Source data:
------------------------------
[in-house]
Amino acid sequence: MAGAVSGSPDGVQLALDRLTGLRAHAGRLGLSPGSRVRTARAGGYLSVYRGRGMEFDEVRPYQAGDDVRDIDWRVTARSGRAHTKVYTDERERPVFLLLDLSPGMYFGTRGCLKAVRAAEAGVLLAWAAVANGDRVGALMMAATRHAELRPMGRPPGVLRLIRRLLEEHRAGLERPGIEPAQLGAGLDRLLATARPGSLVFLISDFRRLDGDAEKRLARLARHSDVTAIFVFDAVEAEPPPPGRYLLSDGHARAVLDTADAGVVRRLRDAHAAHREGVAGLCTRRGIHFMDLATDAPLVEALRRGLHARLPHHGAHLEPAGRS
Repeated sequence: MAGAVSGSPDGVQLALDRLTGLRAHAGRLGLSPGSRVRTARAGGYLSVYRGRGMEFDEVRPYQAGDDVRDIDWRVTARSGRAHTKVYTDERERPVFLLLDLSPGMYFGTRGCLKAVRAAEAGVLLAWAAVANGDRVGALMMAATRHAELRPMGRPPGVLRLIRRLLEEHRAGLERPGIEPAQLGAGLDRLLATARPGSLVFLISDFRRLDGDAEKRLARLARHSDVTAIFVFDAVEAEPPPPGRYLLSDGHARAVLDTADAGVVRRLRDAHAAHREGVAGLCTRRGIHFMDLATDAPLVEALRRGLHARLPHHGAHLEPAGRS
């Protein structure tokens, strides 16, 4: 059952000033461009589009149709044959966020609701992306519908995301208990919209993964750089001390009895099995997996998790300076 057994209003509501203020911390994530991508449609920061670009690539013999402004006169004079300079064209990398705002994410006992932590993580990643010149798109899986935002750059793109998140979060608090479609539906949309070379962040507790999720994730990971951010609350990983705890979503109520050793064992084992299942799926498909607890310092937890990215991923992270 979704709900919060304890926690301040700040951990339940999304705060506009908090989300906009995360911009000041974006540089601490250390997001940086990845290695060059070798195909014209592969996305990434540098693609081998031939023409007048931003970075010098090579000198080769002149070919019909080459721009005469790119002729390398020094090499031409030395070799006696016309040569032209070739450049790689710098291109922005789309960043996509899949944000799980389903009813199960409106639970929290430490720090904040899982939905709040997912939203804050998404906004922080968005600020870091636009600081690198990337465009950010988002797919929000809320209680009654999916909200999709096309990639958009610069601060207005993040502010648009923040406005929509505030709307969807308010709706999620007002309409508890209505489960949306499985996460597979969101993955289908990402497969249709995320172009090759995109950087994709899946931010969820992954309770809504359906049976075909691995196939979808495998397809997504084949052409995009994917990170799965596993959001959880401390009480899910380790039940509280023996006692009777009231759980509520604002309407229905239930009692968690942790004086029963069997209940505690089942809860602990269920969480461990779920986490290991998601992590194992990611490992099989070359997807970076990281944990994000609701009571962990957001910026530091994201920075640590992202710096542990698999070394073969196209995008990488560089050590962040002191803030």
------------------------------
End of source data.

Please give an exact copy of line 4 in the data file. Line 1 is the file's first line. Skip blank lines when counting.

């Protein structure tokens, strides 16, 4: 059952000033461009589009149709044959966020609701992306519908995301208990919209993964750089001390009895099995997996998790300076 057994209003509501203020911390994530991508449609920061670009690539013999402004006169004079300079064209990398705002994410006992932590993580990643010149798109899986935002750059793109998140979060608090479609539906949309070379962040507790999720994730990971951010609350990983705890979503109520050793064992084992299942799926498909607890310092937890990215991923992270 979704709900919060304890926690301040700040951990339940999304705060506009908090989300906009995360911009000041974006540089601490250390997001940086990845290695060059070798195909014209592969996305990434540098693609081998031939023409007048931003970075010098090579000198080769002149070919019909080459721009005469790119002729390398020094090499031409030395070799006696016309040569032209070739450049790689710098291109922005789309960043996509899949944000799980389903009813199960409106639970929290430490720090904040899982939905709040997912939203804050998404906004922080968005600020870091636009600081690198990337465009950010988002797919929000809320209680009654999916909200999709096309990639958009610069601060207005993040502010648009923040406005929509505030709307969807308010709706999620007002309409508890209505489960949306499985996460597979969101993955289908990402497969249709995320172009090759995109950087994709899946931010969820992954309770809504359906049976075909691995196939979808495998397809997504084949052409995009994917990170799965596993959001959880401390009480899910380790039940509280023996006692009777009231759980509520604002309407229905239930009692968690942790004086029963069997209940505690089942809860602990269920969480461990779920986490290991998601992590194992990611490992099989070359997807970076990281944990994000609701009571962990957001910026530091994201920075640590992202710096542990698999070394073969196209995008990488560089050590962040002191803030």